The Use and Mis-Use of Antibiotics

The long standing, overuse of antibiotics has led to an alarming rate of prevalence of multi-drug resistant bacteria, such as, (MRSA) Methylcillian Resistant Staph Aureus and (VRE) Vancomyacin Resistant Enterococcus.

The Centers for Disease Control and Prevention (CDC) estimates that more than half of all antibiotics prescribed are not necessary.  Antibiotics do not treat viruses, such as, colds and flu.  Antibiotics treat bacterial infections. Antimicrobial stewardship programs promote the appropriate use of antibiotics, improves patient outcomes, reduces drug resistant organisms, and decreases the spread of infections caused by multidrug-resistant organisms. 

Antibiotic overuse contributes to the rapidly escalating problem of Clostridium difficile infection (C-DIFF)   C.Difficile causes life-threatening diarrhea..   A 2015 CDC study found that C. difficile caused almost half a million infections among patients in the United States in a single year. An estimated 15,000 deaths are directly attributable to C. difficile infections, making it a substantial cause of infectious disease death in the United States.

Urinary Tract Infections are caused by bacteria and are treated with antibiotic medications.  Asymptomatic bacteriuria is possibly cloudy or malodorous urine, without accompanying symptoms of a urinary tract infection such as frequent urination, painful urination and fever.  Chronic asymptomatic bacteriuria occurs in as many as 50% of the population in long-term care.  Bacteriuria is often misdiagnosed as an Urinary Tract Infection and inappropriately treated with antibiotics, putting the person at risk for developing multi-drug resistant organisms and/or C. difficile, among other unwanted side effects.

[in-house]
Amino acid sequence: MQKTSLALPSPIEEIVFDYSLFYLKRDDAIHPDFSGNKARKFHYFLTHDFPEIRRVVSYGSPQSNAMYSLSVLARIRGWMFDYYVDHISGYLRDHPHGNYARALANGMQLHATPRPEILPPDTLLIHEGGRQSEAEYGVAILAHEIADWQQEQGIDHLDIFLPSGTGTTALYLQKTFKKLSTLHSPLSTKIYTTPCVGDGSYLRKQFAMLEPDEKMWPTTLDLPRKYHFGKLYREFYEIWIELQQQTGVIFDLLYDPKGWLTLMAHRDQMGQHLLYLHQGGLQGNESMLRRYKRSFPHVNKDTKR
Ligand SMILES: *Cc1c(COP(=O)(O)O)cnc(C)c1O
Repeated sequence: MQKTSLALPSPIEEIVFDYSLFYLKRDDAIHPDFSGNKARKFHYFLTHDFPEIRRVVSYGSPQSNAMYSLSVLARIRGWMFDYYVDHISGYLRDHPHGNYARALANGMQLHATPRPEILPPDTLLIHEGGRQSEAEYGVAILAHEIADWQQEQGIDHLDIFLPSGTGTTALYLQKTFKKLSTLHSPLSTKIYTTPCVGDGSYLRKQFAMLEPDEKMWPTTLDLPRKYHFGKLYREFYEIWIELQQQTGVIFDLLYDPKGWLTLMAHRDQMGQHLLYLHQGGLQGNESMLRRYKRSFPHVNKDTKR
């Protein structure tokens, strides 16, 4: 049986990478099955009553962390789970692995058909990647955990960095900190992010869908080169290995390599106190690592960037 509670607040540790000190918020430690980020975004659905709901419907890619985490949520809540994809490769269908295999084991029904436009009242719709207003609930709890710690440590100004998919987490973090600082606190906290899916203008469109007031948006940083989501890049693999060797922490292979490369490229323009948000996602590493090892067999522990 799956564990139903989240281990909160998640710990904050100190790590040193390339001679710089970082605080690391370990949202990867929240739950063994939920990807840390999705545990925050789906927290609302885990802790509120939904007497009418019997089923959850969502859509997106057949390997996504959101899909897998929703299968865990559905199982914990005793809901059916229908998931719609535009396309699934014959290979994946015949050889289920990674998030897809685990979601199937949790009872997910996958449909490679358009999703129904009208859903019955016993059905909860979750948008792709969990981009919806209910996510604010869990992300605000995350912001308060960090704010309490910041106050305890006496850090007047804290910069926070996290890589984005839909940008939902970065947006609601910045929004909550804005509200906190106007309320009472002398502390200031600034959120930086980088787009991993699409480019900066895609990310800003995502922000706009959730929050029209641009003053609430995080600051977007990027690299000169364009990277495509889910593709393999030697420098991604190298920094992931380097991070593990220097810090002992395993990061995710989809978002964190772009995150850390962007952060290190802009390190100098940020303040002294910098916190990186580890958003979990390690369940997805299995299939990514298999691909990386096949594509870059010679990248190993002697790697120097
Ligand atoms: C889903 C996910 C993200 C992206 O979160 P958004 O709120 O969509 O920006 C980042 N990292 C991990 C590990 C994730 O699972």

Do your part to decrease your risk of acquiring antibiotic resistant organisms by: Never insist that your doctor prescribe an antibiotic for you

*Never take antibiotics for viral infections

*Never take antibiotics that were prescribed for someone else

*Never take antibiotics that were left over from a previous infection

*If antibiotics are prescribed for you, finish them even if you feel better

 

Editor’s Note: This article was submitted by Melissa Latham, RN, NHA.   Melissa is  the Administrator at Larchwood Inns and the PARC and may be reached at            970-245-0022 or by email at melissal@larchwoodinn.com